“What we understood from day one, was that we have to work the same way as our patients. They don’t want a meter that the NHS cannot afford; they want one with Bluetooth connectivity.And they want an App, which has got to be their Dashboard – everybody wants an App. Our big plus is that access to our new innovative technology, is obviously free, along with the Starter Pack from their diabetes clinic – which includes their initial consumables.”

We talk about the pandemic. It is an irony that, at a time when the NHS and health service provision has been desperate for so many – the essential acceptance overnight of remote diagnostics and monitoring by NHS nurses, has been a game changer for the better, for Nipro. 

“Clearly, we had not forecast a pandemic”, continues Tom, “but it was obvious that it was only a matter of time before common acceptance and a desire for remote diabetes monitoring. What has helped, is that our meters have an accuracy rate of 99.3%, and we are the fastest growing provider of diabetes solutions”.

The corporate ethos of a sales pitch is creeping into the discussion, and I don’t have a problem with that. What is equally evident is the pride of helping the ordinary person with diabetes, just being available, at the end of a phone line if a patient needs help or advice.  But that does not address the basic issue of human behavior. A diabetes meter can only be reactive to a patient’s condition.

Not necessarily. By giving the patient an affordable, information-driven, platform to manage their condition, patients themselves can change their lifestyles armed with the facts and see the benefits of their condition improving by relating to their life choices.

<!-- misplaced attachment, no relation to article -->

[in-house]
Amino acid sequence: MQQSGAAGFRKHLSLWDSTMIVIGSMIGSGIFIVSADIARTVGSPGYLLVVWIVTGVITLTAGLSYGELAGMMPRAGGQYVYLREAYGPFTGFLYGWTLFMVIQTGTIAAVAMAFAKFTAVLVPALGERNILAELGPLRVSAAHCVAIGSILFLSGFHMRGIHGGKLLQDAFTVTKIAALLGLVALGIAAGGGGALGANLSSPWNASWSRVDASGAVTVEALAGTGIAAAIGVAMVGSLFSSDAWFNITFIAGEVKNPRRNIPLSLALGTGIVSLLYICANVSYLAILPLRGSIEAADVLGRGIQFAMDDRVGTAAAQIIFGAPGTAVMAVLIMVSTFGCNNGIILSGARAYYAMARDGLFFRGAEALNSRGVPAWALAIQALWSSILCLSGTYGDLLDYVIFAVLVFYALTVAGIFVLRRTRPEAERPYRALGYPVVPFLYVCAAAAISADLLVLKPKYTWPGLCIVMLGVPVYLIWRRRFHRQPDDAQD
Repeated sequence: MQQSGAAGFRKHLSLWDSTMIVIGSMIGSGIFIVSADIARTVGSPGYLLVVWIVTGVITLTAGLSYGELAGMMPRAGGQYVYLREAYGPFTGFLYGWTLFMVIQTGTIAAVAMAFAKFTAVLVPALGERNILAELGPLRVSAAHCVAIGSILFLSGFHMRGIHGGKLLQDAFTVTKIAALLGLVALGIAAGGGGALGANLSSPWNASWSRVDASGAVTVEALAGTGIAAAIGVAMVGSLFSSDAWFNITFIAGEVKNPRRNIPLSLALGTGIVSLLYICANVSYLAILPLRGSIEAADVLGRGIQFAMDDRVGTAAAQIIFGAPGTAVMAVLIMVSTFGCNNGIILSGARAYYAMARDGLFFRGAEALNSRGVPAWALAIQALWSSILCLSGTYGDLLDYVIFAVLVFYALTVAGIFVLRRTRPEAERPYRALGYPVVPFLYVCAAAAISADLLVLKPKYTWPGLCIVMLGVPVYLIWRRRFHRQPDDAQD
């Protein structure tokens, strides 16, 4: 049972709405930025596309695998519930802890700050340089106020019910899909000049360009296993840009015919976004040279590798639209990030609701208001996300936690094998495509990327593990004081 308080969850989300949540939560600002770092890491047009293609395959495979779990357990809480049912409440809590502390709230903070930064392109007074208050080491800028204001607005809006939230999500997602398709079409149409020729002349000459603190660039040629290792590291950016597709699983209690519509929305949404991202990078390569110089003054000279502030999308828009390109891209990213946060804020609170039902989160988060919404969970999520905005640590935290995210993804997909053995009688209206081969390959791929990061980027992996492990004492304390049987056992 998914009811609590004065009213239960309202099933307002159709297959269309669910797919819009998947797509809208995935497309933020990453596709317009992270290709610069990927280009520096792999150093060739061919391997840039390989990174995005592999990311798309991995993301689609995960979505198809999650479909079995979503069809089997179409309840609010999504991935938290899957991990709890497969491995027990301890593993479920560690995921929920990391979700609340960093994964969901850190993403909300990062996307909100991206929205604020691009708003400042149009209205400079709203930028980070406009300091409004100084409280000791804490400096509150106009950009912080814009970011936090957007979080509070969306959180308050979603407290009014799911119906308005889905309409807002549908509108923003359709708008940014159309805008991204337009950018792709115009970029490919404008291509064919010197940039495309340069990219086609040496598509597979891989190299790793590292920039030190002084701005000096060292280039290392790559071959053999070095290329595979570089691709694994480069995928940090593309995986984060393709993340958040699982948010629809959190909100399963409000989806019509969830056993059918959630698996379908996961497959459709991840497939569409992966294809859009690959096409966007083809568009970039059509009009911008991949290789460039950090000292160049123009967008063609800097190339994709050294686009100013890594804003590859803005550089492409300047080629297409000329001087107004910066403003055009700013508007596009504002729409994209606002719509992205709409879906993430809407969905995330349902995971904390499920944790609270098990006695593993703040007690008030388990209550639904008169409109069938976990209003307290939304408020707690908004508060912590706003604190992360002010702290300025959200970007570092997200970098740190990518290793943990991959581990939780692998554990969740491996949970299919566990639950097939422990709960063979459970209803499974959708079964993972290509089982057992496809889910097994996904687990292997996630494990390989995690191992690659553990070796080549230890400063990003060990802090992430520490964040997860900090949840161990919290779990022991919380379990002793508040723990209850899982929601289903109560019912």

Tom interrupts; “yes, this is true – we are “part” of the solution – but for the patient, we are the major part – as it’s our technology they are using every day and we are the link between them and their own clinic or doctor, as we are providing the vital remote monitoring bridge to keep a patient in touch with their HCP so they can monitor their glucose levels remotely in real time and change their medication and other variables, there and then, if needs be”.

The focus of the discussion goes back to that of patient-provider relationship. “We don’t want diabetes to be the affliction for everyone – but we do want to provide the all-embracing solution for those that need it”. Tom looks at his watch. We have been engaged in academic discussion for nearly an hour, and it is Friday afternoon, end of July. He is taking his family on holiday. 

I closed my screen and take a moment of reflection. Innovation is not necessarily about technology. The patient also has a role to play. The Innovation at Nipro is the approach, taking the fear-factor, the newness, and combining it to tech that simply delivers, and communicating that to the person in the street.